Help!

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George Hincapie

  • Jr. Member
  • Posts: 4
Help!
« on: 10 Nov 2016, 01:03 am »
I am getting very frustrated trying to decouple my speakers at the moment.

I have attached some photos so you can see. My system is on a suspended floor on the first floor of a town house in the UK. The speakers have tweeter on the front and upwards firing bass (and send a lot of energy straight down which is different from normal speakers I guess). The speakers sit directly on the top of the oak stands. The oak stands are hollow and each filled with 10KG Attacama Attabytes. The spikes on the bottom sit in spike shoes and that all sits on a one inch thick block of slate.

A lot of bass goes through the floor downstairs and I can feel it on the carpet from my listening position 2m from the speakers. I want to improve the quality of the sound from my speakers and stop or significantly reduce this.

I have tried Vibrapods between speaker and stand and that improved the sound and isolated the speaker, but on certain tracks I get a horrible audio distortion from one of the speakers so I stopped using them.  I have also tried using washing machine pucks between speaker and stand and that caused the same problems.

Because the speaker sends so much energy straight down, I don't think anything offering vertical compliance will work. I desperately do not want to buy something else just to experience the hideous distortion I have experienced using the two solutions set out above.

What can I do about this? What solutions do you offer that will resolve this?

TIA.







Russell Dawkins

Re: Help!
« Reply #1 on: 10 Nov 2016, 07:07 am »
I would be inclined to try sorbothane pucks between the speakers and the stands—unless that is what Vibrapods are, in which case—nevermind.

George Hincapie

  • Jr. Member
  • Posts: 4
Re: Help!
« Reply #2 on: 10 Nov 2016, 07:32 am »
I think they are made from some sort of rubber rather than sorbothane. How will what you suggest prevent the distortion? I have tried two solutions between speaker and stand already without success.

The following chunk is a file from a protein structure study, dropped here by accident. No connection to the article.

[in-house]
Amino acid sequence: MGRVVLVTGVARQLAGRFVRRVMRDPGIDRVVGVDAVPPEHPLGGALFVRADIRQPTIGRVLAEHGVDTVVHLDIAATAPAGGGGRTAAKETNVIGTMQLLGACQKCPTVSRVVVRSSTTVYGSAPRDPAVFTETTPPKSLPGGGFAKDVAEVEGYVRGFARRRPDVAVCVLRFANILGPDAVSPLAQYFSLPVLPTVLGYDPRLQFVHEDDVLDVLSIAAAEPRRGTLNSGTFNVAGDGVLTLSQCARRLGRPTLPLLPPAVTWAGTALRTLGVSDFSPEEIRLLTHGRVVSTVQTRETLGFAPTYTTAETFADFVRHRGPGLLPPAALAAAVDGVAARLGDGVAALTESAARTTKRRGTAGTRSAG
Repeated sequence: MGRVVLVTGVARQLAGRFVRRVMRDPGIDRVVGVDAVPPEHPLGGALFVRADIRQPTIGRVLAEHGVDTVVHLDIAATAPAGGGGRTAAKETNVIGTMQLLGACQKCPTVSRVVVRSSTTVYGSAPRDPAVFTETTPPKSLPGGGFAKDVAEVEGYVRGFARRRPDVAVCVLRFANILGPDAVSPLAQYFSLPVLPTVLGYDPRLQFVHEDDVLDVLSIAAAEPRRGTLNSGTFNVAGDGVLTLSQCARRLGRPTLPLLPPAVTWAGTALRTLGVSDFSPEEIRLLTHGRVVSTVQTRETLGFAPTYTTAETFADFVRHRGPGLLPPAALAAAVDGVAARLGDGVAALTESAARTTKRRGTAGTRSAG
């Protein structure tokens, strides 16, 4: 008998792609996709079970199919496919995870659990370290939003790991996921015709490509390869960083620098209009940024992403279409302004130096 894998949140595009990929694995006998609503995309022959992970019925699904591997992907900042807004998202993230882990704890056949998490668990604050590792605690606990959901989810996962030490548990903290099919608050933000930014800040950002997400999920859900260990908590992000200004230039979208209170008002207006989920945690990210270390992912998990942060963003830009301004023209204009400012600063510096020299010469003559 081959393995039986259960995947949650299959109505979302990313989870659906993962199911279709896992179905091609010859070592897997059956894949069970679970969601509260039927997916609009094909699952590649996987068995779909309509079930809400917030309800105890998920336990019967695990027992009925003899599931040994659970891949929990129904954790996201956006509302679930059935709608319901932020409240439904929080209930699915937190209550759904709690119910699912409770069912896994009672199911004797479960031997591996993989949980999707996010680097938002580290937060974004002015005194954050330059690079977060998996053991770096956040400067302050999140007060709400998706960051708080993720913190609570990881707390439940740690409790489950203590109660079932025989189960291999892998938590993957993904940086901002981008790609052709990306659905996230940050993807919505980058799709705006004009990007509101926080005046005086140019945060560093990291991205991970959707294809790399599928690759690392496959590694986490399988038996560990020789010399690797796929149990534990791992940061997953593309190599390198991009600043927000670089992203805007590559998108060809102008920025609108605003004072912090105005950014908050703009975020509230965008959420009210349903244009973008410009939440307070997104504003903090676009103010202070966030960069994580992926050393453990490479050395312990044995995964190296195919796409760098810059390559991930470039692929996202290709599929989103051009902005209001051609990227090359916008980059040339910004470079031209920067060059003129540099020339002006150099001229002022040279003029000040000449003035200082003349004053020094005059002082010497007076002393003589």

Russell Dawkins

Re: Help!
« Reply #3 on: 10 Nov 2016, 09:54 am »
Sorbothane, to my knowledge, is the most effective (affordable) vibration absorbing material out there, and sorbothane pucks are available so cheaply:  http://www.brightstaraudio.com/
...that there would not be much risk in experimenting with them.
and sorbothane does work brilliantly at absorbing vibration:
https://youtu.be/EV4XSYJkjfo?t=162

It seems to be important that the proper size and durometer be used for any given weight; ideal absorption of vibration requires a degree of compression. For example, 1" diameter hemispherical feet of 50 durometer come in 4 packs and support weight is 2-4 lb per foot, i.e., 4 feet will support between 8 and 16 lb, ideally.
Durometer is a hardness scale; the higher the number, the harder. Sorbothane pucks and hemispheres often come in durometer ratings of 30-50: https://www.smooth-on.com/page/durometer-shore-hardness-scale/

Bottom line: sorbothane is cheap and effective at vibration absorption. They have become popular in studios for use under monitor speakers.

Herbie

Re: Help!
« Reply #4 on: 10 Nov 2016, 05:02 pm »
Hi, George. Isolating the speaker from the stand is the most essential area to address, and most all of our customers are using either Square Fat Dots or Big Fat Dots between the stand's top plate and speaker with excellent results. Besides improvements in stereo imaging, linearity, and bass definition (among other subtle sonic improvements), many of our customers have found that isolating speakers using dBNeutralizer-based products (such as Square Fat Dots and Big Fat Dots) has significantly reduced the amount of bass vibrations reaching the floor.

Further isolating the stand from the slate block, as well as the slate block from the floor, would be additionally beneficial to further isolate the speakers from the floor. For the stand/slate interface, Cone/Spike Puckies underneath the stand's spikes, in place of the spike shoes, would work very well. Or, you can use the current spike shoes on top of a dBNeutralizer Base Pad: the spike shoe and dBNeutralizer pad would perform similarly to Cone/Spike Puckies to isolate the stands. For isolating the slate block from the floor, Little Fat Gliders would work very well, and would allow for easy repositioning of the speakers when needed.